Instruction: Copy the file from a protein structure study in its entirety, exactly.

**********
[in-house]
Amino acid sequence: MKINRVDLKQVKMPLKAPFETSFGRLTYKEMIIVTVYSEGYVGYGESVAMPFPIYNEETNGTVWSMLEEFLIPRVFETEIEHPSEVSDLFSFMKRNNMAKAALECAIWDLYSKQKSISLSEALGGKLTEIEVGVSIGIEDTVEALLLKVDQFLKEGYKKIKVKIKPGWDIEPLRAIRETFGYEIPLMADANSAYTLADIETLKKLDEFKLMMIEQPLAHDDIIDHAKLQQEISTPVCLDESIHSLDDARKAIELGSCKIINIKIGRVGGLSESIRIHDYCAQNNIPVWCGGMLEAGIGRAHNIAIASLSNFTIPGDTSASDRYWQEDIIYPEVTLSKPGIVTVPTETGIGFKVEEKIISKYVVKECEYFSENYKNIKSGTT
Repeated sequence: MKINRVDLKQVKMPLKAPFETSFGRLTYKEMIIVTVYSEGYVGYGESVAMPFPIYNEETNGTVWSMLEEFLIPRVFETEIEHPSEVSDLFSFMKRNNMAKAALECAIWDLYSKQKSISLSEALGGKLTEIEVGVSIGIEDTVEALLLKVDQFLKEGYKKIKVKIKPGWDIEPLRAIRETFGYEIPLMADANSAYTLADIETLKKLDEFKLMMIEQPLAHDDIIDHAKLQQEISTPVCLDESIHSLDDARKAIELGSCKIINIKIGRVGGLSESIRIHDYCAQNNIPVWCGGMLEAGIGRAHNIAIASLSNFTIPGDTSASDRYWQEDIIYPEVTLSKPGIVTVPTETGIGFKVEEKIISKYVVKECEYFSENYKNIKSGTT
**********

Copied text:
[in-house]
Amino acid sequence: MKINRVDLKQVKMPLKAPFETSFGRLTYKEMIIVTVYSEGYVGYGESVAMPFPIYNEETNGTVWSMLEEFLIPRVFETEIEHPSEVSDLFSFMKRNNMAKAALECAIWDLYSKQKSISLSEALGGKLTEIEVGVSIGIEDTVEALLLKVDQFLKEGYKKIKVKIKPGWDIEPLRAIRETFGYEIPLMADANSAYTLADIETLKKLDEFKLMMIEQPLAHDDIIDHAKLQQEISTPVCLDESIHSLDDARKAIELGSCKIINIKIGRVGGLSESIRIHDYCAQNNIPVWCGGMLEAGIGRAHNIAIASLSNFTIPGDTSASDRYWQEDIIYPEVTLSKPGIVTVPTETGIGFKVEEKIISKYVVKECEYFSENYKNIKSGTT
Repeated sequence: MKINRVDLKQVKMPLKAPFETSFGRLTYKEMIIVTVYSEGYVGYGESVAMPFPIYNEETNGTVWSMLEEFLIPRVFETEIEHPSEVSDLFSFMKRNNMAKAALECAIWDLYSKQKSISLSEALGGKLTEIEVGVSIGIEDTVEALLLKVDQFLKEGYKKIKVKIKPGWDIEPLRAIRETFGYEIPLMADANSAYTLADIETLKKLDEFKLMMIEQPLAHDDIIDHAKLQQEISTPVCLDESIHSLDDARKAIELGSCKIINIKIGRVGGLSESIRIHDYCAQNNIPVWCGGMLEAGIGRAHNIAIASLSNFTIPGDTSASDRYWQEDIIYPEVTLSKPGIVTVPTETGIGFKVEEKIISKYVVKECEYFSENYKNIKSGTT